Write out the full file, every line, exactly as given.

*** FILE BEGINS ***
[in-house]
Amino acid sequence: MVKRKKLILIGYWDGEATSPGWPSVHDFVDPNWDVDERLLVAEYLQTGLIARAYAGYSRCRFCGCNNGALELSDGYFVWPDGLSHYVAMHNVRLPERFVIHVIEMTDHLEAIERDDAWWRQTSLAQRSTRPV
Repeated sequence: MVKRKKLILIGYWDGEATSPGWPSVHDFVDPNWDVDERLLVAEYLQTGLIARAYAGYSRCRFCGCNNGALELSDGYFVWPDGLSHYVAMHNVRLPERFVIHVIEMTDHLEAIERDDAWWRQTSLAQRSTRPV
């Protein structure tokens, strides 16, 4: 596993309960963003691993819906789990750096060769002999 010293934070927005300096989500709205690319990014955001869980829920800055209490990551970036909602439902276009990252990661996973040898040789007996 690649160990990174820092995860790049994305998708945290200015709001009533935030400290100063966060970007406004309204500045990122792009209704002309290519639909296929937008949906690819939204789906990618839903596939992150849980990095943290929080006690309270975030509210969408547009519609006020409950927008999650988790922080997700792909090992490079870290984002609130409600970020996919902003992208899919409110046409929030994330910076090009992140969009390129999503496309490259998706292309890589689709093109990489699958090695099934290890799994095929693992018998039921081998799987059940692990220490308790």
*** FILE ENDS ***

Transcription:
[in-house]
Amino acid sequence: MVKRKKLILIGYWDGEATSPGWPSVHDFVDPNWDVDERLLVAEYLQTGLIARAYAGYSRCRFCGCNNGALELSDGYFVWPDGLSHYVAMHNVRLPERFVIHVIEMTDHLEAIERDDAWWRQTSLAQRSTRPV
Repeated sequence: MVKRKKLILIGYWDGEATSPGWPSVHDFVDPNWDVDERLLVAEYLQTGLIARAYAGYSRCRFCGCNNGALELSDGYFVWPDGLSHYVAMHNVRLPERFVIHVIEMTDHLEAIERDDAWWRQTSLAQRSTRPV
């Protein structure tokens, strides 16, 4: 596993309960963003691993819906789990750096060769002999 010293934070927005300096989500709205690319990014955001869980829920800055209490990551970036909602439902276009990252990661996973040898040789007996 690649160990990174820092995860790049994305998708945290200015709001009533935030400290100063966060970007406004309204500045990122792009209704002309290519639909296929937008949906690819939204789906990618839903596939992150849980990095943290929080006690309270975030509210969408547009519609006020409950927008999650988790922080997700792909090992490079870290984002609130409600970020996919902003992208899919409110046409929030994330910076090009992140969009390129999503496309490259998706292309890589689709093109990489699958090695099934290890799994095929693992018998039921081998799987059940692990220490308790």